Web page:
Point: Offering joy and sadness to God
Needs: Paper (2 pieces each), pens, two bowls

Content & Instructions:
God sees us today as we are and loves us as we are. Our tears are as important to him as our laughter, our sadness as much as our happiness. Rather than putting on a mask, God wants us to come to him honestly. He says that true worship is when we are not fake with him.

  1. Send round pens and 2 pieces of paper each
  2. Read out two lines from the Psalms, one glad and one sad
  3. Write on each piece of paper one thing you’re sad about and one thing you’re glad about. Nobody else will see these. (optional: play background music)
  4. Set 2 bowls at front. One for sad and one for glad. (optional: light a candle between them)
  5. Tell people to come forward with their sad and glad papers and put them in the bowls like we’re offering them to God, remembering that real worship is being real with God.

3 Minutes of Thankfulness

Point: Starting our worship with thankfulness realigns us to his goodness. It raises faith.
Needs: Humans to have courage to share

Content & Instructions:

  • 1 minute to think of something to be thankful for
  • 1 minute to share with people around you
  • 1 minute to call them out to encourage each other

Hallelujah Anyway

Point: We can bring everything to God in worship whatever’s going on in our lives
Needs: Courage from the leader

Content & Instructions:

There’s a great ancient word that is used by Christians all over the world which means ‘praise God.’ The word is hallelujah. In the Bible, we see many examples of people worshipping God in the good times and bad times.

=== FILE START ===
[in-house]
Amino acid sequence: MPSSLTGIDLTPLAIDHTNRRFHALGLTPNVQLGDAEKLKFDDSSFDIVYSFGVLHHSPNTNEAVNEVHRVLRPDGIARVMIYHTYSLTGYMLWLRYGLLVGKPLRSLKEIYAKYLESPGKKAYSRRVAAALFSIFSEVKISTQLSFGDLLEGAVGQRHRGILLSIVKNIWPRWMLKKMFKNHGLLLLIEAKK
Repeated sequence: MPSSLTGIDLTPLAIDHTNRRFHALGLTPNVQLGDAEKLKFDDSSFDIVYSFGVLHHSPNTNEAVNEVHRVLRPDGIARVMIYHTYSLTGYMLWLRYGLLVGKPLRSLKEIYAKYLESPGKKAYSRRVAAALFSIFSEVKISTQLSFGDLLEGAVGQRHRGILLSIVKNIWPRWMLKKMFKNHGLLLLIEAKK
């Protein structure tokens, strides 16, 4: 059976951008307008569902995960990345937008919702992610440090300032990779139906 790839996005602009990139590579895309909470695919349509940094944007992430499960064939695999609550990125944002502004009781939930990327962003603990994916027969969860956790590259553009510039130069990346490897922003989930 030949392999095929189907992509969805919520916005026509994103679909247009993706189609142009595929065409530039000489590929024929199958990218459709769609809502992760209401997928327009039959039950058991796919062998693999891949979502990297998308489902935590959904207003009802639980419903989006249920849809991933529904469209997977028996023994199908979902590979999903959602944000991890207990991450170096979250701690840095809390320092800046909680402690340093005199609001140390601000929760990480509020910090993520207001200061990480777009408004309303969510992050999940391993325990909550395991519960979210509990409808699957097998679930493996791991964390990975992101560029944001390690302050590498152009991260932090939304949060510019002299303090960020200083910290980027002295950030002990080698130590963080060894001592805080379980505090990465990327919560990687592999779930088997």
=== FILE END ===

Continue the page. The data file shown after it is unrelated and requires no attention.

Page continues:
So we say ‘hallelujah’ when we praise God in the good times, but even when we don’t feel like it, when it’s really hard, we know God is good so we can say ‘hallelujah’ anyway.

Leader reads three pairs of phrases.

  1. Each time, at the end of the first one we can all say a big: “hallelujah!” (try it!)
  2. At the end of the second one we can say an even bigger “hallelujah anyway!” (try it!)
When we love you as we want to, we say:
When we find it hard to love you, you show us grace and bring good from our mistakes, so we say: hallelujah anyway!
When everything seems right and it’s easy to trust you, we say: hallelujah!When things don’t make sense and seem hopeless, we know that you’re good and you’re at work, so we say: hallelujah anyway!
When the days are easy and the sun is shining we say: hallelujah!When the nights are long and things hurt, you are our strength for today and bright hope for tomorrow, so we say: hallelujah anyway!

Weekly Cheer

Point: Noticing how God is at work in one another’s lives
Needs: People to share

Content & Instructions:

Declaring and hearing where God has been at work encourages, builds confidence and increases perspective beyond the individual to the community and cosmos around them.

  1. Thinking Time
  2. Someone shares about how they’ve seen God at work in the life of another person in the community that week
  3. Everyone then says to the person, “We see God in you, and we see God at work around you.”

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About the Author

Benedict Atkins

Ben lives in the old docks of East London, UK with his family and friends where he has been planting a neighbourhood church for the last four years. If you want to say hi or start a conversation you can find him on instagram @benedict.atkins.